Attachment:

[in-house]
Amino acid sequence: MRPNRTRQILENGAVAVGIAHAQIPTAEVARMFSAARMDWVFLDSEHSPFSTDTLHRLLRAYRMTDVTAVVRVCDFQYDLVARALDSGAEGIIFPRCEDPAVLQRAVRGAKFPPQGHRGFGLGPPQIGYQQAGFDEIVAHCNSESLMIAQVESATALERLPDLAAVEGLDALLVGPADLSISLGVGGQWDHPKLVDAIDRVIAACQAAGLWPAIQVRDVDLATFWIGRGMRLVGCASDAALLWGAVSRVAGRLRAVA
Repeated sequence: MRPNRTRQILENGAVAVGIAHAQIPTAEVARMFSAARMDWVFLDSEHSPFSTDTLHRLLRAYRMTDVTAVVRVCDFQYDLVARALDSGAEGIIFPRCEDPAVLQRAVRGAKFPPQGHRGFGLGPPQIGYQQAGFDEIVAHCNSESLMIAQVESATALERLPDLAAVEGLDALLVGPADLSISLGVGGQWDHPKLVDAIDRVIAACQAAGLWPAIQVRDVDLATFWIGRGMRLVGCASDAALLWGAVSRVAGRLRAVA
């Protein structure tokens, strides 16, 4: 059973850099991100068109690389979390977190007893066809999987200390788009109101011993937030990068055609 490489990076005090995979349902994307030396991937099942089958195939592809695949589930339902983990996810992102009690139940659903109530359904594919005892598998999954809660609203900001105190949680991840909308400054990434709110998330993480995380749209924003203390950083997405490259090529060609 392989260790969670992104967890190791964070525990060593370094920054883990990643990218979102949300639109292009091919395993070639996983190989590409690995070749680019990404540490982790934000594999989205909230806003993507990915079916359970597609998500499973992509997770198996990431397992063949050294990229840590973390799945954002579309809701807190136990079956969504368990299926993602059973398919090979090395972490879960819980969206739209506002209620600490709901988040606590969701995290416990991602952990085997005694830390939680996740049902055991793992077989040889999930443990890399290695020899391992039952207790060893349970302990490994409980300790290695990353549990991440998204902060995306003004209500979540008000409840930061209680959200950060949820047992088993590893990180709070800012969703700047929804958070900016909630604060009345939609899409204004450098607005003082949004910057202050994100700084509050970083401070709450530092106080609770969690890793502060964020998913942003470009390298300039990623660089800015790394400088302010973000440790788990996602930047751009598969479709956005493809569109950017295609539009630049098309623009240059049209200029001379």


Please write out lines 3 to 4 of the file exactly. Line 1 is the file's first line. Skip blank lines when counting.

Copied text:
Repeated sequence: MRPNRTRQILENGAVAVGIAHAQIPTAEVARMFSAARMDWVFLDSEHSPFSTDTLHRLLRAYRMTDVTAVVRVCDFQYDLVARALDSGAEGIIFPRCEDPAVLQRAVRGAKFPPQGHRGFGLGPPQIGYQQAGFDEIVAHCNSESLMIAQVESATALERLPDLAAVEGLDALLVGPADLSISLGVGGQWDHPKLVDAIDRVIAACQAAGLWPAIQVRDVDLATFWIGRGMRLVGCASDAALLWGAVSRVAGRLRAVA
């Protein structure tokens, strides 16, 4: 059973850099991100068109690389979390977190007893066809999987200390788009109101011993937030990068055609 490489990076005090995979349902994307030396991937099942089958195939592809695949589930339902983990996810992102009690139940659903109530359904594919005892598998999954809660609203900001105190949680991840909308400054990434709110998330993480995380749209924003203390950083997405490259090529060609 392989260790969670992104967890190791964070525990060593370094920054883990990643990218979102949300639109292009091919395993070639996983190989590409690995070749680019990404540490982790934000594999989205909230806003993507990915079916359970597609998500499973992509997770198996990431397992063949050294990229840590973390799945954002579309809701807190136990079956969504368990299926993602059973398919090979090395972490879960819980969206739209506002209620600490709901988040606590969701995290416990991602952990085997005694830390939680996740049902055991793992077989040889999930443990890399290695020899391992039952207790060893349970302990490994409980300790290695990353549990991440998204902060995306003004209500979540008000409840930061209680959200950060949820047992088993590893990180709070800012969703700047929804958070900016909630604060009345939609899409204004450098607005003082949004910057202050994100700084509050970083401070709450530092106080609770969690890793502060964020998913942003470009390298300039990623660089800015790394400088302010973000440790788990996602930047751009598969479709956005493809569109950017295609539009630049098309623009240059049209200029001379």